Attending a PerformanceCheck your local colleges to see if there are any free or low-cost performances or student recitals. Student performances are generally of almost the same quality as professional performances, but typically cost much less. However, performances of high school level or lower will not meet this requirement.A performance that is relevant to a HUM 111 course is more difficult to find than a performance that would be relevant to HUM 112 (which covers from 1600 to the present). However, our course does cover Shakespeare and Greek tragedy and drama, so any performances of those will work. Note: One can sometimes find music performances of music from the Renaissance or Reformation period, or even earlier.  Any questions about whether a performance activity fits the course and assignment well enough will be decided by the instructor when the student seeks approval for an activity. Any alternative activity outside the normal ones listed here, such as for those limited by disability or distance, will be determined by the instructor. Generally, we do not expect students to travel over an hour to get to an approved activity.Unlike visiting a museum, where you can wear almost anything, people attending performances are often expected to “dress up” a bit.Take a pen or pencil with you and accept the program you are offered by the usher; you will probably want to take notes on it during or after the performance.Turn off your cell phone before entering the auditorium. Do not use your phone to record the music or to take pictures or videos. To play it safe, turn the phone off.Most long musical performances have at least one (1) intermission. If the lights start blinking, it is a sign that the performance is about to begin.Look for very specific things (such as a particular piece of music or the way certain instruments sounded at a specific time) which tend to stand out as either enjoyable or not enjoyable. Be sure to take notes of the things which you find enjoyable as well as the things which are not enjoyable.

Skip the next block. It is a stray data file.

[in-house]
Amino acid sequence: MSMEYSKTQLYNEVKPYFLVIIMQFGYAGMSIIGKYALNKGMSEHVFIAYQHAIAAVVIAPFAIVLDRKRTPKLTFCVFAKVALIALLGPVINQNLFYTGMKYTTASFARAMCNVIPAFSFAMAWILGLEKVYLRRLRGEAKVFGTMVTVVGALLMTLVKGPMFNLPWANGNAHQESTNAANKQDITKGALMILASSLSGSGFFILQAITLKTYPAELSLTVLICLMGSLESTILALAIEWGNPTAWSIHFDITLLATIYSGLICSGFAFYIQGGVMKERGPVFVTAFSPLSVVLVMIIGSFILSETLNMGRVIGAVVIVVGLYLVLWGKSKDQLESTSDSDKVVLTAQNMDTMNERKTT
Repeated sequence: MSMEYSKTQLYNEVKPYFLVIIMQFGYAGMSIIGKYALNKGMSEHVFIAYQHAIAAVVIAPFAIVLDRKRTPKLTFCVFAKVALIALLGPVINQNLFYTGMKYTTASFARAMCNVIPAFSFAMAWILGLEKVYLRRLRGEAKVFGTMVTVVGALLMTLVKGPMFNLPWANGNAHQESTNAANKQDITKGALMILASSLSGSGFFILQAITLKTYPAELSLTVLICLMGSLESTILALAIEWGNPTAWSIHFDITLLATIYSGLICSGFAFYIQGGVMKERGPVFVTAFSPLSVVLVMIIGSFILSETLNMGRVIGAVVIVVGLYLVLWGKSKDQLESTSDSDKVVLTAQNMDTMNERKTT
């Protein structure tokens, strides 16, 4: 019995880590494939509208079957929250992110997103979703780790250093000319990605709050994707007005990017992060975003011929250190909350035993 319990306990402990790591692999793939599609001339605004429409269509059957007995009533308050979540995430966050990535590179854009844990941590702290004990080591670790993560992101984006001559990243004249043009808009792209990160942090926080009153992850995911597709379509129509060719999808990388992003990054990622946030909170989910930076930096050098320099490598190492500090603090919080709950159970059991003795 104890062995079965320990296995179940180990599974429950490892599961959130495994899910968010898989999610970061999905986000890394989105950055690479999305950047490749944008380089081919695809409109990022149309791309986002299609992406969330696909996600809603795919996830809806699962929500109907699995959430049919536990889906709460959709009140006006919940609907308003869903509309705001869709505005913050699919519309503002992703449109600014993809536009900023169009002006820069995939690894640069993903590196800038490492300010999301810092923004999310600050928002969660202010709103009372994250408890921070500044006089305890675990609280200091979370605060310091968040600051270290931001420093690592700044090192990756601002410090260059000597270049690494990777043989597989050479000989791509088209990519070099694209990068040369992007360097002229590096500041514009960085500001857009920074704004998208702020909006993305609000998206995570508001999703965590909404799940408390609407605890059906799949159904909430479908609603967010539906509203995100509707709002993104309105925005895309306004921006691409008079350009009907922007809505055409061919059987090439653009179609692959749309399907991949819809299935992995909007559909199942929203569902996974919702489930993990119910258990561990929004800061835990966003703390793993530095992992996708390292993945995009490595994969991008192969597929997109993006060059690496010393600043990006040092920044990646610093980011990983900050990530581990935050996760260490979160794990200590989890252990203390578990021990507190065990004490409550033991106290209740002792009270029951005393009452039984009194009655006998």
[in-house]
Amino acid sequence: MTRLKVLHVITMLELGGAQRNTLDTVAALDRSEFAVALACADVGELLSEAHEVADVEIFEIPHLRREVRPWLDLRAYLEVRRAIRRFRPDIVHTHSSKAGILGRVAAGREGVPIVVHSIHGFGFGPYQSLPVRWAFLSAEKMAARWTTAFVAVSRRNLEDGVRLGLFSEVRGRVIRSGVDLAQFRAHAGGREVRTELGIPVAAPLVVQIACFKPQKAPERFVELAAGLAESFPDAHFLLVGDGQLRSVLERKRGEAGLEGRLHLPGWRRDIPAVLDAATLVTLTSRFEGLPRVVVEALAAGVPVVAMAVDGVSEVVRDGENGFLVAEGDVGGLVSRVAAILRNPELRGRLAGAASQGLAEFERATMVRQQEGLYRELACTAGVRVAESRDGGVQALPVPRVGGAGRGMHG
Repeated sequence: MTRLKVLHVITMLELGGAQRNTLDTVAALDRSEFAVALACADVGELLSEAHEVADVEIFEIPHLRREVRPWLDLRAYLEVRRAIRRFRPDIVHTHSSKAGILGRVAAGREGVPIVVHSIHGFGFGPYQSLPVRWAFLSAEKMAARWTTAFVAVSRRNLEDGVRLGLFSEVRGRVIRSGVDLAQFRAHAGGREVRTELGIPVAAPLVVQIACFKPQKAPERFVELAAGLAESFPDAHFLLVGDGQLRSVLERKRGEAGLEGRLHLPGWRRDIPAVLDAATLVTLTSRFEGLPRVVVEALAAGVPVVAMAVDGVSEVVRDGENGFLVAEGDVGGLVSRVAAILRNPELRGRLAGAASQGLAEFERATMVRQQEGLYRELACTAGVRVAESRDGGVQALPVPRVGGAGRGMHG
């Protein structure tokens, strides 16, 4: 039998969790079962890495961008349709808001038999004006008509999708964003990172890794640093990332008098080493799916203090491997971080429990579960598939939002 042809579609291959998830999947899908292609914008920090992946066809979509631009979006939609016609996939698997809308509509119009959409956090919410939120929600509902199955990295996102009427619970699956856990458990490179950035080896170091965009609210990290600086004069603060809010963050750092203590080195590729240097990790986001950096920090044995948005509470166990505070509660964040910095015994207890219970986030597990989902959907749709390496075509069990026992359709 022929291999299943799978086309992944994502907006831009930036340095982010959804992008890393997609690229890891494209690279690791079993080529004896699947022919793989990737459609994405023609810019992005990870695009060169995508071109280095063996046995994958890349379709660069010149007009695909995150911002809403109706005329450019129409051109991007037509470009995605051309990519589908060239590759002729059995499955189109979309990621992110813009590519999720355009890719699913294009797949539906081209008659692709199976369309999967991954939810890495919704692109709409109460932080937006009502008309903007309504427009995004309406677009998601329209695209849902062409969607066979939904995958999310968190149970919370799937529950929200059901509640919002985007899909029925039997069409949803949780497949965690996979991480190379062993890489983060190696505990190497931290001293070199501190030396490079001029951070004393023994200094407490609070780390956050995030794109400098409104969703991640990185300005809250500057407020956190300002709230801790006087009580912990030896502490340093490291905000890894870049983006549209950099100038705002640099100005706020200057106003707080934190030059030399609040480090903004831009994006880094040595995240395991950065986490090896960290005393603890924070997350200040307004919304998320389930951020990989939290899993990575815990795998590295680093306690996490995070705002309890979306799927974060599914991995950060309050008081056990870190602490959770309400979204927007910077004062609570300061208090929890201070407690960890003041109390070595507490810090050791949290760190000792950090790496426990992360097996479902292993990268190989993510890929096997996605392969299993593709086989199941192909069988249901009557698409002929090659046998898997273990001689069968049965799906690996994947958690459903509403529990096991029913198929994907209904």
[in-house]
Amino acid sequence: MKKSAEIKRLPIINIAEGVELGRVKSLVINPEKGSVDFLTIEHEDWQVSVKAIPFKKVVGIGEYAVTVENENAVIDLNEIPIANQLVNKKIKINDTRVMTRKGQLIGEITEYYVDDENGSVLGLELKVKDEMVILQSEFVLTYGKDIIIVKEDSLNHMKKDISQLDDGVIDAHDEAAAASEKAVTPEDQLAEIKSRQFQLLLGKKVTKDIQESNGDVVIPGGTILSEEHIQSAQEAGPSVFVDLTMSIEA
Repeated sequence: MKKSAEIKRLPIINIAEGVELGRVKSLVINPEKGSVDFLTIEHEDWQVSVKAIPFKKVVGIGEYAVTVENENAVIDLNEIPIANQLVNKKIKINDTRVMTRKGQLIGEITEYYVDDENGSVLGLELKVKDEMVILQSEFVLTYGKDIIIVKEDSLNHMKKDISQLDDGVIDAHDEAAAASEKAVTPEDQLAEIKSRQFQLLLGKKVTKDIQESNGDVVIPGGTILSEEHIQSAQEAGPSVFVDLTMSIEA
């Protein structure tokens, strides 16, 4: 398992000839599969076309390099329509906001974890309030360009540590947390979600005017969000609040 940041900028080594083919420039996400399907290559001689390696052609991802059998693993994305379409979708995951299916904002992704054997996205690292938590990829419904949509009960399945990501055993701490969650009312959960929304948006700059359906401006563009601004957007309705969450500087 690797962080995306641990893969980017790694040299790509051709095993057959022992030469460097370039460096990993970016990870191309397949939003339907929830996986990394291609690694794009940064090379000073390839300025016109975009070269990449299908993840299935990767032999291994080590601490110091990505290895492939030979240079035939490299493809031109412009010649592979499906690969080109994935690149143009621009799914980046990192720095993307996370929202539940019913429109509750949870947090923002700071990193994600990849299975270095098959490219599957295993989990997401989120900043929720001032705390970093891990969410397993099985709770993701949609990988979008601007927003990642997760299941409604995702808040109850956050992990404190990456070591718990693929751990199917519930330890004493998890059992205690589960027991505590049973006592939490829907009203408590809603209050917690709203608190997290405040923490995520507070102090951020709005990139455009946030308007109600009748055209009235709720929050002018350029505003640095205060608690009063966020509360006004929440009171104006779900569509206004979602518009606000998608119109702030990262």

If a student is unable to attend a cultural event in person due to circumstances beyond the student’s control, then the instructor will recommend an alternate event / activity for the student to “attend” online. The “virtual” event / activity is usually only for students who, due to their physical location, cannot possibly attend an event / activity in person; typically, these students are stationed overseas or have no means of transportation. Experience shows most museums and activities are modest in cost and manageable for students, and you will often see students from other universities there on similar course projects. If you are facing financial hardship, keep in mind that many museums have a free day each week and performance discounts are often available for students and veterans, among others. Feel free to ask your instructor to help with finding low-cost options. If you believe that you have a legitimate reason for attending a “virtual” activity, you must contact the instructor no later than Week 5 for your request to be considered.